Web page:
Transatlantic Energy Negligence
The months of warnings about energy rationing and the threat of blackouts in Europe are about to be put to the test. Winter is quickly approaching and there’s growing discomfort from policymakers that while much was done to prepare for a winter without Russian energy perhaps it was too little, too late.
The European Union and the United Kingdom are both preparing for power cuts and blackouts. Much of Europe will be at the mercy of the weather with a colder than average winter making gas and power shortfalls a near certainty.
There is no debate that much has been accomplished in the pivot away from Russian energy – Europe’s gas storage is now at 90% and Russian gas now only meets 7% of Europe’s needs, down from 41% at the start of the war – but there’s also the sobering reality that this winter isn’t the tallest hurdle. According to EU Energy Commissioner Kadri Simson, “next winter will be even more difficult,” as Europe tries to refill its gas storage with no Russian flows.
Despite facing an extraordinary energy crisis, Europe remains curiously several steps away from a full energy mobilization. Some coal plants have been turned back on and closure dates have been extended, but the pivot to coal and the half-hearted reembrace of nuclear power have hardly been the aggressive all-out effort many energy experts thought foundational for shoring up Europe’s energy security. Germany, for example, is still debating the future of three nuclear power plants set for retirement. Britain is keeping limited coal capacity in reserve instead of ramping up coal generation to take pressure off gas supplies.
For all the hand wringing, pragmatism remains frustratingly elusive. More can be done but it’s simply not.
This stubborn complacency isn’t just a potential economy wrecker – with heavy industry already collapsing across the continent from crippling energy prices – but also a glaring security vulnerability, especially after the apparent sabotage of Baltic gas pipelines. Europe’s continued overreliance on gas and gas infrastructure is a painfully easy and tempting target for a cornered and resentful Vladimir Putin.
Parking on the Gas Bridge
If Europe can muddle through this winter, it will be a lucky roll of the dice. And if the wheels come off, it will be utterly predictable and the product of, at best, incomplete policy and, at worst, gross negligence.
Unfortunately, energy policy negligence is having a Transatlantic moment. Europe’s folly – the insistence on deconstructing dispatchable fuel diversity in favor of a dangerous overreliance on natural gas bridging to a promised, if ever more realistically elusive, renewable future – is the precise path the U.S. is stumbling down.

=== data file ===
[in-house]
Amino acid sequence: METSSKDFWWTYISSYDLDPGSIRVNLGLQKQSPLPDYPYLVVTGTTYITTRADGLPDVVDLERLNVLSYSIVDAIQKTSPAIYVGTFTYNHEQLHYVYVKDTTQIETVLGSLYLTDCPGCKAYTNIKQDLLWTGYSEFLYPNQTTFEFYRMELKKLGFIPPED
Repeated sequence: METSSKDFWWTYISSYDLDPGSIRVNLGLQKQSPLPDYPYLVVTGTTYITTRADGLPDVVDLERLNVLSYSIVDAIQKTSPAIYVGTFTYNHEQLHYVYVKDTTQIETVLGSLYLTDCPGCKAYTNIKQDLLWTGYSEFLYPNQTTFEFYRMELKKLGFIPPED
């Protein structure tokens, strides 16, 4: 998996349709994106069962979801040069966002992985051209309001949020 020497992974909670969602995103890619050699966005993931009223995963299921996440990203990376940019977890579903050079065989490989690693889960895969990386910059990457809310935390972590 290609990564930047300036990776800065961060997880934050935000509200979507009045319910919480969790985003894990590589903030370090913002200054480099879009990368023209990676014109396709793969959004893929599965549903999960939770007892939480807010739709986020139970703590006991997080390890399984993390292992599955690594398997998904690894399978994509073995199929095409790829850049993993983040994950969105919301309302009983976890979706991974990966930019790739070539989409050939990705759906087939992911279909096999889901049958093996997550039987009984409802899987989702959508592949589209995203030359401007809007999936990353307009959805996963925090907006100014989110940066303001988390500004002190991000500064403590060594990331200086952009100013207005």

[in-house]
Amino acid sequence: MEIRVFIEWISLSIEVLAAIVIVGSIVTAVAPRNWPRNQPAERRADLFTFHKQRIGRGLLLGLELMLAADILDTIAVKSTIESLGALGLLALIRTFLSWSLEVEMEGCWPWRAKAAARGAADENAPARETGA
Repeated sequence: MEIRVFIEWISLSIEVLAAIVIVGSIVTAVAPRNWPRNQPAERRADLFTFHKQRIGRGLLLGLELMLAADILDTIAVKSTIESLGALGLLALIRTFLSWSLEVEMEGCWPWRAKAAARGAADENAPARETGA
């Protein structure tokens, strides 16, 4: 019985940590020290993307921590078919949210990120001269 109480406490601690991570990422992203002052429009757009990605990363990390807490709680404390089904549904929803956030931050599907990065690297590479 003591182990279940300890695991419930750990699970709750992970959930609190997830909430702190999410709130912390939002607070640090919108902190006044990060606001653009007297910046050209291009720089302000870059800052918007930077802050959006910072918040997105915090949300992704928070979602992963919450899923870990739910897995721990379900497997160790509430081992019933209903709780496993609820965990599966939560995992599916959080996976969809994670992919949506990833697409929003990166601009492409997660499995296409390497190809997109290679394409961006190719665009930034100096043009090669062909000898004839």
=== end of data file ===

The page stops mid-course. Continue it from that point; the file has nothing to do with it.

In fact, the Biden administration – now tasked with steering the nation through this global energy crisis – is doubling down on dismantling the nation’s dispatchable fuel diversity, using the U.S. Environmental Protection Agency (EPA) as an attack dog to force utilities to accelerate coal plant retirements. While grid experts and transmission operators warn about alarming reliability consequences from EPA’s agenda, and consumers are already hurting from deepening exposure to soaring natural gas prices, there’s not the faintest attempt from the administration to change course.
It’s remarkable intransigence even as the administration acknowledges that the pivot to renewable energy is incumbent on sweeping changes in how we permit energy infrastructure, changes that have not arrived and may not arrive for the foreseeable future. The renewable utopia the Biden administration promises is growing more distant while the administration’s regulatory agenda is all but guaranteeing that the time spent on an increasingly shaky and expensive gas bridge to the future grows ever longer.
There’s an obvious alternative here. Pragmatism acknowledges the value and security provided by the fuel diversity underpinned by the coal fleet. These well operating, fuel-secure plants have a deeply important role to play in responsibly getting us where we’re headed. But they can only play that part if we stop treating them as a problem and recognize them as an invaluable tool.
Perhaps blackouts and energy rationing in Europe, and the public outcry sure to come, will force the policy reevaluation the Biden administration has so far failed to embrace? With the temperature dropping, we’re soon to find out.
- On October 12, 2022